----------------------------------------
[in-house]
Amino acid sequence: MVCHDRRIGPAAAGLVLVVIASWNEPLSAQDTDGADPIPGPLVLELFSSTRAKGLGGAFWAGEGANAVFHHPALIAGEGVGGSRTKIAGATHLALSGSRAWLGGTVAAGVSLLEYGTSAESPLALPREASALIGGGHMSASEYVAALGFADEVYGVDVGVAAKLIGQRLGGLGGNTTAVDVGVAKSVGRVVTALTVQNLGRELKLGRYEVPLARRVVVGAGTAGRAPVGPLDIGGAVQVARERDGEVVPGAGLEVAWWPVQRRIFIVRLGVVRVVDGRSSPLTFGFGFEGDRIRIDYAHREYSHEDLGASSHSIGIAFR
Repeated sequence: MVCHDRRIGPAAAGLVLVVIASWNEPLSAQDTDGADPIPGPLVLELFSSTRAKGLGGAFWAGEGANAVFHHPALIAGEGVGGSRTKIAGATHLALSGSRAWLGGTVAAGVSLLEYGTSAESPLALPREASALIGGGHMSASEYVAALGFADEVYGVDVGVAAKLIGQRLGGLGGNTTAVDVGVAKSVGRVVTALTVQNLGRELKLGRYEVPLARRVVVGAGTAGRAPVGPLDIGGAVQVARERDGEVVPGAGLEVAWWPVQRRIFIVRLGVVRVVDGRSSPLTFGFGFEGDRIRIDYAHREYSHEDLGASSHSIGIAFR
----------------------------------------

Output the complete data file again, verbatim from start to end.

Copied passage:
[in-house]
Amino acid sequence: MVCHDRRIGPAAAGLVLVVIASWNEPLSAQDTDGADPIPGPLVLELFSSTRAKGLGGAFWAGEGANAVFHHPALIAGEGVGGSRTKIAGATHLALSGSRAWLGGTVAAGVSLLEYGTSAESPLALPREASALIGGGHMSASEYVAALGFADEVYGVDVGVAAKLIGQRLGGLGGNTTAVDVGVAKSVGRVVTALTVQNLGRELKLGRYEVPLARRVVVGAGTAGRAPVGPLDIGGAVQVARERDGEVVPGAGLEVAWWPVQRRIFIVRLGVVRVVDGRSSPLTFGFGFEGDRIRIDYAHREYSHEDLGASSHSIGIAFR
Repeated sequence: MVCHDRRIGPAAAGLVLVVIASWNEPLSAQDTDGADPIPGPLVLELFSSTRAKGLGGAFWAGEGANAVFHHPALIAGEGVGGSRTKIAGATHLALSGSRAWLGGTVAAGVSLLEYGTSAESPLALPREASALIGGGHMSASEYVAALGFADEVYGVDVGVAAKLIGQRLGGLGGNTTAVDVGVAKSVGRVVTALTVQNLGRELKLGRYEVPLARRVVVGAGTAGRAPVGPLDIGGAVQVARERDGEVVPGAGLEVAWWPVQRRIFIVRLGVVRVVDGRSSPLTFGFGFEGDRIRIDYAHREYSHEDLGASSHSIGIAFR